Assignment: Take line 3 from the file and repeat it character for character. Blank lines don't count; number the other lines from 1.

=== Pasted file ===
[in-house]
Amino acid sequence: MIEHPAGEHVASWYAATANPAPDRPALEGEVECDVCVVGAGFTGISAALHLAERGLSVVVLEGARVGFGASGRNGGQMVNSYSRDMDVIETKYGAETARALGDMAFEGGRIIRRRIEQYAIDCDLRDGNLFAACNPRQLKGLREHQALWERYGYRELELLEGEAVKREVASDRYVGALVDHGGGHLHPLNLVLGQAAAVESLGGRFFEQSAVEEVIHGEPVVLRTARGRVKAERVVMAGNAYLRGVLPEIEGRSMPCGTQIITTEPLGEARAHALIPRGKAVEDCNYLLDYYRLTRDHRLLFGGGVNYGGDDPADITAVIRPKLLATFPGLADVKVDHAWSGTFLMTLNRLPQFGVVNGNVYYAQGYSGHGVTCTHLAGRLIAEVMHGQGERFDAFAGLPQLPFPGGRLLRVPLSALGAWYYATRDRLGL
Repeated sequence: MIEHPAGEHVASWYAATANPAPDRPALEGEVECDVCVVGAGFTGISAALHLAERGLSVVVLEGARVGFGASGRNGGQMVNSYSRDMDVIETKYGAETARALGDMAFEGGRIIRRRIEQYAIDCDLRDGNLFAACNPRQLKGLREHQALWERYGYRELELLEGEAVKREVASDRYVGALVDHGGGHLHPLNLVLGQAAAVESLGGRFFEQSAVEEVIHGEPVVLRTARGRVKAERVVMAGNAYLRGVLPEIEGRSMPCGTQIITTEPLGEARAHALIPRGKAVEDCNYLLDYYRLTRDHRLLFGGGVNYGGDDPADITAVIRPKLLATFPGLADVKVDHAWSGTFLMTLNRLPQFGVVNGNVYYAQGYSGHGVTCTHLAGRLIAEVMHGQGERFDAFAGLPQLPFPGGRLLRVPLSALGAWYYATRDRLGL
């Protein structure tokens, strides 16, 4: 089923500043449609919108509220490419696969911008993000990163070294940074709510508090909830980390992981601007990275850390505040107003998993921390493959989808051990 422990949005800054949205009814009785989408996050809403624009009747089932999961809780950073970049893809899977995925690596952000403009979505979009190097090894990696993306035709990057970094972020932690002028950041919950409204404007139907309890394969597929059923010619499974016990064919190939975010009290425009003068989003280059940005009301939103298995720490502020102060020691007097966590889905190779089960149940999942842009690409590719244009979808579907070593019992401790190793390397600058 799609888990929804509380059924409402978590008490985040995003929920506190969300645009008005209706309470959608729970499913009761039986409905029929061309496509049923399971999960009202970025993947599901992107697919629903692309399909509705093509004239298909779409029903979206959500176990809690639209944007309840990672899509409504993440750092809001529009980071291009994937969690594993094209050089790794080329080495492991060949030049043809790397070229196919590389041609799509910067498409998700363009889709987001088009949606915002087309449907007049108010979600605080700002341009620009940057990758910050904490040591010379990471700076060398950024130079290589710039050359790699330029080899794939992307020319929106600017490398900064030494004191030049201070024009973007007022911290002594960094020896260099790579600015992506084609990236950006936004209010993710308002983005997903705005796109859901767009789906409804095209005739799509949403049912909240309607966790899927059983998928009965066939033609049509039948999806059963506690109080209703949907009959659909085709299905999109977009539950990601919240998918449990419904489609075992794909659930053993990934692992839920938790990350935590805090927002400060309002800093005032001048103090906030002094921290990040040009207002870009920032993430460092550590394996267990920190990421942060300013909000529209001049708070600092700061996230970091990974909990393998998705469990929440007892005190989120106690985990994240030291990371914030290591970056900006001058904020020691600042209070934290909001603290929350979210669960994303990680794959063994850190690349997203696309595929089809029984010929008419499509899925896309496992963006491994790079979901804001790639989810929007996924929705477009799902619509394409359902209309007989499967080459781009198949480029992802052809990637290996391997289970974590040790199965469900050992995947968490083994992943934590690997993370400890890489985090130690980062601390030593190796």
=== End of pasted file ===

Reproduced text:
Repeated sequence: MIEHPAGEHVASWYAATANPAPDRPALEGEVECDVCVVGAGFTGISAALHLAERGLSVVVLEGARVGFGASGRNGGQMVNSYSRDMDVIETKYGAETARALGDMAFEGGRIIRRRIEQYAIDCDLRDGNLFAACNPRQLKGLREHQALWERYGYRELELLEGEAVKREVASDRYVGALVDHGGGHLHPLNLVLGQAAAVESLGGRFFEQSAVEEVIHGEPVVLRTARGRVKAERVVMAGNAYLRGVLPEIEGRSMPCGTQIITTEPLGEARAHALIPRGKAVEDCNYLLDYYRLTRDHRLLFGGGVNYGGDDPADITAVIRPKLLATFPGLADVKVDHAWSGTFLMTLNRLPQFGVVNGNVYYAQGYSGHGVTCTHLAGRLIAEVMHGQGERFDAFAGLPQLPFPGGRLLRVPLSALGAWYYATRDRLGL